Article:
Mathematical Theory of Networks and systems

a mathematical theory of systems engineering the elements and control mathematical theory of reliability of time dependent systems with practical applications pdf free download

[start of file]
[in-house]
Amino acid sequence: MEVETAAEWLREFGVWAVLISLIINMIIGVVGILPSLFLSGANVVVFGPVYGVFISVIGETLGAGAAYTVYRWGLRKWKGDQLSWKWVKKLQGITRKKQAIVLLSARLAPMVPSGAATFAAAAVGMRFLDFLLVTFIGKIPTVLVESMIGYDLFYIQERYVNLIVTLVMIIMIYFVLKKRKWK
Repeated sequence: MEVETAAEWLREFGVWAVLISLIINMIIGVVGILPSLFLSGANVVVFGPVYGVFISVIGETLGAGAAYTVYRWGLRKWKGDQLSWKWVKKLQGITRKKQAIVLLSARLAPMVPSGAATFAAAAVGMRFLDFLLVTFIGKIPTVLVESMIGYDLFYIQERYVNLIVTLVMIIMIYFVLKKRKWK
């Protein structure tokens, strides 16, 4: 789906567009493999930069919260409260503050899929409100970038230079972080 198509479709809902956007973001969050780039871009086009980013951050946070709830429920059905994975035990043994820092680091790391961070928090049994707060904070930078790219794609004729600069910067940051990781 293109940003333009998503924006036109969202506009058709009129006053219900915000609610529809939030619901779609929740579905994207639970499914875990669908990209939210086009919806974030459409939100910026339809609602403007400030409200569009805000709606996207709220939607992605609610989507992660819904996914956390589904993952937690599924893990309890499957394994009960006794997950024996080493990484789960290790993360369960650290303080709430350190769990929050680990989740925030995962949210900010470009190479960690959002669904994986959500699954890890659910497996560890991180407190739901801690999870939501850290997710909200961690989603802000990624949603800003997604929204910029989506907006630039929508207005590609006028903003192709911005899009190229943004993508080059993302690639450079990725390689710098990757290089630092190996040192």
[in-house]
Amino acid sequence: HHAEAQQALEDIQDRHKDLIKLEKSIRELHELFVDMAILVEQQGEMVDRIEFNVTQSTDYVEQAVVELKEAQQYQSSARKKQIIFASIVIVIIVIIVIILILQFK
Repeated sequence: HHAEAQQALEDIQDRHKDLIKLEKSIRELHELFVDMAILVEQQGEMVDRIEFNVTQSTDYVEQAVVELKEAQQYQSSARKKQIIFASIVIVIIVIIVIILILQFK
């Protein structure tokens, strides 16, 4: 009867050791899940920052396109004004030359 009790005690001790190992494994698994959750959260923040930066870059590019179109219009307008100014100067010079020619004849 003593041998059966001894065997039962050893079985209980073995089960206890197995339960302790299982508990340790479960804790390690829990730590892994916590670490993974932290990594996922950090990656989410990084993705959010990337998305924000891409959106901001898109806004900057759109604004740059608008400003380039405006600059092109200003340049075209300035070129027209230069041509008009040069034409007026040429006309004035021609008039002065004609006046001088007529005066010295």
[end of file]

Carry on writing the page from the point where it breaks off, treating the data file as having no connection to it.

Dr.FlynnHanks Profile Pic
Dr.FlynnHanks,United States,Teacher
Published Date:26-07-2017
Your Website URL(Optional)
Comment